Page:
I’ve got no idea how they did it, but I’m going to figure it out. I think there was Mirin in there. Unbelieveable. I need to seriously work on my deep frying skillz.

18 bucks.


Masterchef Application Questions

I ‘may’ be thinking about applying for MasterChef Australia next year. If you’re in the same boat and were wondering what the questions are on the application form, here they are (hope you like typing, there’s almost 50 of them):

  1. What is your living situation? (married, co-habiting, living with parents, single, widowed etc)
  2. Do you have any siblings / children / grandchildren?
  3. Where did you grow up?
  4. What is the highest level of education you received? What school(s) did you attend?
  5. Where do you work? Have you always done this? Do you like your job?
  6. What other hobbies do you have?
  7. What is your greatest ambition in life?
  8. What do you think has been your greatest achievement in life so far?
  9. Where and what would you like to be in 5 years time?
  10. What has been the most difficult thing in your life so far?
  11. Have you ever had an apprehended violence order placed against you? Yes/No. If so, what were the circumstances?
  12. Have you ever served time in prison or a correctional facility (other than juvenile). If so, provide details.
  13. If chosen to be on the program, is there any personal part of your life that you would prefer not to share on camera? (i.e social organizations, activities, personal history, friends) Yes/No Explain below:
  14. Are you prepared to be isolated/apart from your family and friends for up to 4 months?
  15. Are you prepared to be away from your employment for up to 4 months?
  16. How would someone who really knows you describe your BEST qualities?
  17. How would someone who really knows you describe your WORST qualities?
  18. What personality traits annoy you?
  19. Do you hold a current passport?
  20. Have you ever acted, performed or appeared on television or film before? If so, please describe:
  21. What other reality/game shows have you applied for or been on? Please list shows, dates of application and air dates:
  22. Are you currently being considered for any other reality TV shows, including game or contestant shows? If so, please describe:
  23. How long have you been cooking for?
  24. Who taught you how to cook? What is your first memory of cooking?
  25. Why do you want to change your life to become a professional in the food industry?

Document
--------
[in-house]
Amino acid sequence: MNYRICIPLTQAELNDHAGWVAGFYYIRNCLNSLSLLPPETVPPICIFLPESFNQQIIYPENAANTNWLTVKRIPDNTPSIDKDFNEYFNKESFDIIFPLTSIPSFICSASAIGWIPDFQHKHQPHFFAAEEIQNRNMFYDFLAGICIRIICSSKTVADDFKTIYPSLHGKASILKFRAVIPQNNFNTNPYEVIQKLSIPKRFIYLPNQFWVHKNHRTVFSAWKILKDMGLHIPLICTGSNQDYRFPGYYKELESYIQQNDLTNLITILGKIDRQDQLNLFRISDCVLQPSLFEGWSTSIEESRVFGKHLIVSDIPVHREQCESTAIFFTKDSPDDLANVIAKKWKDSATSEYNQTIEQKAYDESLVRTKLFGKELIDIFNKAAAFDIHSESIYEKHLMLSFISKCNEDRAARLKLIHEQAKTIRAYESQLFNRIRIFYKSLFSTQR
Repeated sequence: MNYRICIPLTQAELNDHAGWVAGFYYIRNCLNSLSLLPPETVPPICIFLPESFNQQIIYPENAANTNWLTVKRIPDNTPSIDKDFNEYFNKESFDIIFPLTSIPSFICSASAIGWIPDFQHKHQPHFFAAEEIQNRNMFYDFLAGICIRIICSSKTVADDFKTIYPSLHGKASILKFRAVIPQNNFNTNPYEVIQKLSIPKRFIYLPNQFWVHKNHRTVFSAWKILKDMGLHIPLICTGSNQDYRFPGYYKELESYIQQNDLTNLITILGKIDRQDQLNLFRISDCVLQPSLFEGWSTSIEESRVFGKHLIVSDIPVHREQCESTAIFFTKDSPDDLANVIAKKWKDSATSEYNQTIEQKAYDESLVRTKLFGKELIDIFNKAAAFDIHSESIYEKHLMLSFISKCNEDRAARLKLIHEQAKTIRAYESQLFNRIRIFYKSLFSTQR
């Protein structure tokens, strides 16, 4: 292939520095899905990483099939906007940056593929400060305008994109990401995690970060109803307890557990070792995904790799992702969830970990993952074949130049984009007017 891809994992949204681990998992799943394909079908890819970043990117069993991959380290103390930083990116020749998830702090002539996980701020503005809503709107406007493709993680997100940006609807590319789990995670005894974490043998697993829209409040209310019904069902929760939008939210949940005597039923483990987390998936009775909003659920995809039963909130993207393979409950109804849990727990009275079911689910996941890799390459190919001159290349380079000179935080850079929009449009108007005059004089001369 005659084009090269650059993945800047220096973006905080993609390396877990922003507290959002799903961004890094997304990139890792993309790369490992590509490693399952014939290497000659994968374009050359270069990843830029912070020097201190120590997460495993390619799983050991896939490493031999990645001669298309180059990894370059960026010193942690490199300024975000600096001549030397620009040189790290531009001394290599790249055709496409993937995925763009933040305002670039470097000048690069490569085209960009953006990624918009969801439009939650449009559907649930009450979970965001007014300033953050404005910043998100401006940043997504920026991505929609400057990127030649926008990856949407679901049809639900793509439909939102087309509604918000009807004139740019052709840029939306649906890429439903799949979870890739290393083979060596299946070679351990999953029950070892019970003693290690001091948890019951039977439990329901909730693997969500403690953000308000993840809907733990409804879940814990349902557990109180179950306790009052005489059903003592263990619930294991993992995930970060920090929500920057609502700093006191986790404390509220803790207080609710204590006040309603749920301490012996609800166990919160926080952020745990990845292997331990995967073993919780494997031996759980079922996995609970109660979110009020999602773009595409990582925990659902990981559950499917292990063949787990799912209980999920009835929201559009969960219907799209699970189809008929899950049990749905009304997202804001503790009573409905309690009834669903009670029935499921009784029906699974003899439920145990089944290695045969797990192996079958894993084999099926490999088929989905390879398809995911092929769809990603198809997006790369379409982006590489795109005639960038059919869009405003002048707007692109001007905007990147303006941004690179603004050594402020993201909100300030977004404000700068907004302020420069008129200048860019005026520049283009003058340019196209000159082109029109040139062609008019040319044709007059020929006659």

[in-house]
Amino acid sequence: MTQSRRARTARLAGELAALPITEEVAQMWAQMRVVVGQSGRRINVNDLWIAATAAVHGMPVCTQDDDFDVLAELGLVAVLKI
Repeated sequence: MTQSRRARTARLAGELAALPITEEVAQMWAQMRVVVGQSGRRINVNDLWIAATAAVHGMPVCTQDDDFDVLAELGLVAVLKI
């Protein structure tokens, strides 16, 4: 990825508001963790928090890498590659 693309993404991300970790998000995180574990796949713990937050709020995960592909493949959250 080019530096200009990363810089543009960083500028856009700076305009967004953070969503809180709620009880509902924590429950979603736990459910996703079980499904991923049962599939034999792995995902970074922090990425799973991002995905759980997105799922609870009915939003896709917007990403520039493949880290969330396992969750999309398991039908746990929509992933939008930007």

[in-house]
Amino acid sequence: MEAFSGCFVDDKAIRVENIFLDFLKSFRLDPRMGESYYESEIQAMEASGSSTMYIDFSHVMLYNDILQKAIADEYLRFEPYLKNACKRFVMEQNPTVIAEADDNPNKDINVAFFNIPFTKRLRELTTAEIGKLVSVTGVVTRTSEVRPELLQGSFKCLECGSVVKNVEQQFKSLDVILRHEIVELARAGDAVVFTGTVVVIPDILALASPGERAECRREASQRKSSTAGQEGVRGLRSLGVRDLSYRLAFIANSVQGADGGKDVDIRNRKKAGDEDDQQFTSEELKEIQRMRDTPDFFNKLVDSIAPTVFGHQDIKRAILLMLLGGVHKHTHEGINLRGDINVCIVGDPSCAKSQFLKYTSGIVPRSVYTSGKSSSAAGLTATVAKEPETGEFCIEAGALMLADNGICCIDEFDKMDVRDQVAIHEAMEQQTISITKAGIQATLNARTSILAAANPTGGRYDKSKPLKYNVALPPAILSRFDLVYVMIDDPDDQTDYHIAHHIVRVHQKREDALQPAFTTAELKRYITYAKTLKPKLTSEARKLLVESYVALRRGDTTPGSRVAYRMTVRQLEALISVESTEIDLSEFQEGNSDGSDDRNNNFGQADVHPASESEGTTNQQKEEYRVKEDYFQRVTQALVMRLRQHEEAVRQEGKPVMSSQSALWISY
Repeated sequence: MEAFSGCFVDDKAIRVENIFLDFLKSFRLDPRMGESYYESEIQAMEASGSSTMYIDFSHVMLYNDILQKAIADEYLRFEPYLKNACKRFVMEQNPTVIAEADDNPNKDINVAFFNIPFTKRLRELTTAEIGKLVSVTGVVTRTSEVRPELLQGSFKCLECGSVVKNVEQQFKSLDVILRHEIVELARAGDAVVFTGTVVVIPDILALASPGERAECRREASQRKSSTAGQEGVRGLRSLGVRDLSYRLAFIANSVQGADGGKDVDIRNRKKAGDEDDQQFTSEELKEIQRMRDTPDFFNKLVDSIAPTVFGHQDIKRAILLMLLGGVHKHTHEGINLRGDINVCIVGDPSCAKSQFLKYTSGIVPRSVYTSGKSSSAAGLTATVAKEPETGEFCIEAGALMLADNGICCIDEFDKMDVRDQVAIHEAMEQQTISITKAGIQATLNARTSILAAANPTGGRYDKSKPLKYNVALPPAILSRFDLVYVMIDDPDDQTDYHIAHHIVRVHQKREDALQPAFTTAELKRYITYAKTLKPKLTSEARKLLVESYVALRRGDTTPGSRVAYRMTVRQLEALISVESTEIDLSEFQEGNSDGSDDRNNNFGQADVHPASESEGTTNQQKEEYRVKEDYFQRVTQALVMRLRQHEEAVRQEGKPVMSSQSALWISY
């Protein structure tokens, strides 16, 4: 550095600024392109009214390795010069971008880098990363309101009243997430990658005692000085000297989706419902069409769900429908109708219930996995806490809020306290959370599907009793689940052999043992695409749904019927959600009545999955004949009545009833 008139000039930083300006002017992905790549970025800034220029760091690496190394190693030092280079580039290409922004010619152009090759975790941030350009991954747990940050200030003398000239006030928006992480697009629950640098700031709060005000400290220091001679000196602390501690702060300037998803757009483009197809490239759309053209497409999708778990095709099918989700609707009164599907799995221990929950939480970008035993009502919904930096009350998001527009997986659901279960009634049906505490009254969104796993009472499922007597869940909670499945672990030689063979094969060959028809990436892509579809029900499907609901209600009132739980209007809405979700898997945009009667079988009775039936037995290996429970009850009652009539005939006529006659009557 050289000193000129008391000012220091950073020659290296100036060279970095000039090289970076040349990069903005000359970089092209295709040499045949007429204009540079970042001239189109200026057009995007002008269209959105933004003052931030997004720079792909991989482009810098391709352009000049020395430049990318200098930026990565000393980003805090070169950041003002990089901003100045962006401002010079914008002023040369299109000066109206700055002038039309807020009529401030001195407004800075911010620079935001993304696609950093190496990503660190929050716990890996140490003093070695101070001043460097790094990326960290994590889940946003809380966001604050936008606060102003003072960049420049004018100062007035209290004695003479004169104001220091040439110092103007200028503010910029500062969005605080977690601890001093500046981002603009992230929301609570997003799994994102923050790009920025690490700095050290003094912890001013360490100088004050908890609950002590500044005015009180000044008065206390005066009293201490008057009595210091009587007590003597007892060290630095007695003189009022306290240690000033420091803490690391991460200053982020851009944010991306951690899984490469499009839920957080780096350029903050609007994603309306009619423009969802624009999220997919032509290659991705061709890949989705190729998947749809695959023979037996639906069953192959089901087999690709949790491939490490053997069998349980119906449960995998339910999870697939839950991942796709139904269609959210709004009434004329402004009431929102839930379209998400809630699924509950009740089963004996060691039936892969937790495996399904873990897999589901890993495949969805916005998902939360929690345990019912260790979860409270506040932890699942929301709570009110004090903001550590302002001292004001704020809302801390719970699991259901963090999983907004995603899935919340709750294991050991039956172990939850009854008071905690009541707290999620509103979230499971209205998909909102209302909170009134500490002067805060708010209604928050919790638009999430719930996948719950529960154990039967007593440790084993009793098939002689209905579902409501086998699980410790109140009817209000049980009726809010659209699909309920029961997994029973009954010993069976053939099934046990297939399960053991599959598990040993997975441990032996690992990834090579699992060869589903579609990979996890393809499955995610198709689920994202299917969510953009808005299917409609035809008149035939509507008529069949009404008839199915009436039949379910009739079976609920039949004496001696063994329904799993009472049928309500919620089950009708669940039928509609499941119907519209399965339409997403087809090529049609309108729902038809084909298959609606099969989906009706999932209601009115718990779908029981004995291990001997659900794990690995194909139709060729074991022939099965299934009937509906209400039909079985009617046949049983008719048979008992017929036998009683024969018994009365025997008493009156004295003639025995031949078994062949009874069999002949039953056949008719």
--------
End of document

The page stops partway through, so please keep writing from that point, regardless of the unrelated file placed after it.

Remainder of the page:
26. Please tell us about the moment when you realised cooking was what you wanted to do and you fell in love with food.
  27. What is the hardest cooking situation you have ever been in?
  28. How do you see your cooking ability progressing over the next 5 years?
  29. What do you hope to achieve by entering Masterchef?
  30. Have you ever imagined being a chef or owning your own restaurant?
  31. If yes, what has stopped you from doing it already?
  32. Have you ever cooked professionally before? (If yes where and for how long?)
  34. Have you ever taken any cooking courses? If so, what, where, when.
  35. Who eats your food and what do they think of it?
  36. What is your favourite restaurant?
  37. Why should we choose you?
  38. How often do you cook?
  39. What have you cooked lately?
  40. What is your signature dish?
  41. What style of cooking are you strongest at?
  42. How good do you think you are at cooking? What are your strengths and weaknesses?
  43. What is your greatest skill in the kitchen? (knife skills, timing etc)
  44. Is there anything you will not cook? (due to allergies, religion etc)
  45. Do you like to throw dinner parties or just cook on a small scale?
  46. Can you make sauces from scratch?
  47. What’s your personality in the kitchen? (e.g. calm, panicky etc)
  48. How confident are you that you will be able to cook under the pressure of TV cameras?
  49. How competitive are you?

Basil Chicken with Cashew and Macadamia Nuts

I was living on the Gold Coast a few years ago, about a block up from the Nobbys Beach shops, so I’d invariably end up in the local Thai place if I was too tired to pick something up from the supermarket after work. It was next to a little music bar called The Cavern where we’d often jam on Saturday nights if nothing else was on. Basil Chicken was the restaurants ‘speciality’ and it wasn’t half bad, so I duly appropriated the recipe. I like this dish because the nuts give you a delightful little load of carbs, so if you’re not a fan of rice, or are watching your weight, you don’t need rice.


  • Chicken thigh fillets (don’t use breast, they’re too dry)
  • Basil stems
  • Basil leaves
  • Chillies to taste
  • Ginger to taste
  • A dash of fresh lime juice
  • Two garlic cloves
  • Red capsicum
  • Red onion
  • Fish sauce
  • Vietnamese mint
  • Macadmia nuts
  • Cashews
  • Sesame Oil (don’t use olive oil unless you’re Greek or desperate, or both)


  1. Chop the stems off the basil and dice them
  2. Pluck whole leaves off the basil and Vietnamese mint
  3. Chop the onion and lime into bits about the same size as the bigger basil leaves
  4. Cut the capsicum into pieces as big as your little finger, avoid little finger in process
  5. Dice everything else, except the fish sauce, unless the fish is still alive, in which case it’s probably a bit fresh
  6. Stir fry in shifts
    1. But add the basil in right at the end
    2. Splash some fish sauce in every now and then

That’s it baby!


This is me

Excuse the randomness. I was seeing how the pic looked in the new blog template. As you were.


MasterChef 2009 Recipes

The complete recipes from the 2009 season of MasterChef have made their way into my inbox via a friend who has an acquaintance who knows someone who once met someone and I’ve been told it’s OK for me to share them with the world.

So here they are 🙂

I don’t know how ‘official’ they are, or if I’m breaching copyright here, but they look to be pretty accurate. The presentation isn’t the best, but that hardly matters.



MasterChef and the Google Zeitgeist

I’ve written a post on how Google has judged the popularity of contestants over at my advertising blog. Justine seems to be the winner in those stakes, which is no surprise really. Check it out at Zakazukha Zoo if you’re interested.